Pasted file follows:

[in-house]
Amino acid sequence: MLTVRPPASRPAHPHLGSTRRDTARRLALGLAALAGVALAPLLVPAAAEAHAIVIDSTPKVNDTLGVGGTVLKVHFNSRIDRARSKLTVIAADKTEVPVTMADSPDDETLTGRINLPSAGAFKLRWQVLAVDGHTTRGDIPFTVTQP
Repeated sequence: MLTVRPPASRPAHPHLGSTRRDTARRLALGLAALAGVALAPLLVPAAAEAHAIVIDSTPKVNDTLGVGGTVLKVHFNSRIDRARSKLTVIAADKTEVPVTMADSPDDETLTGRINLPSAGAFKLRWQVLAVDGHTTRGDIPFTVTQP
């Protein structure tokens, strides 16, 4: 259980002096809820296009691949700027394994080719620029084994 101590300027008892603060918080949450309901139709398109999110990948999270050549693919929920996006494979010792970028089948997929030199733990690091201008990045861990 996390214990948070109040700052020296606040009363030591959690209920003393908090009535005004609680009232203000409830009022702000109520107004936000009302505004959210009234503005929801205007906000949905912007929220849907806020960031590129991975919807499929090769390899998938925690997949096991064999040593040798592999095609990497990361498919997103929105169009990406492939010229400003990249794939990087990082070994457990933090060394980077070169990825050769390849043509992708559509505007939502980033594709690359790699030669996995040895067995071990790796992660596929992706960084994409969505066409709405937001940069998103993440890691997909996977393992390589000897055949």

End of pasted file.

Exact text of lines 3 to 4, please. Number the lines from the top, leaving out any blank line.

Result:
Repeated sequence: MLTVRPPASRPAHPHLGSTRRDTARRLALGLAALAGVALAPLLVPAAAEAHAIVIDSTPKVNDTLGVGGTVLKVHFNSRIDRARSKLTVIAADKTEVPVTMADSPDDETLTGRINLPSAGAFKLRWQVLAVDGHTTRGDIPFTVTQP
């Protein structure tokens, strides 16, 4: 259980002096809820296009691949700027394994080719620029084994 101590300027008892603060918080949450309901139709398109999110990948999270050549693919929920996006494979010792970028089948997929030199733990690091201008990045861990 996390214990948070109040700052020296606040009363030591959690209920003393908090009535005004609680009232203000409830009022702000109520107004936000009302505004959210009234503005929801205007906000949905912007929220849907806020960031590129991975919807499929090769390899998938925690997949096991064999040593040798592999095609990497990361498919997103929105169009990406492939010229400003990249794939990087990082070994457990933090060394980077070169990825050769390849043509992708559509505007939502980033594709690359790699030669996995040895067995071990790796992660596929992706960084994409969505066409709405937001940069998103993440890691997909996977393992390589000897055949």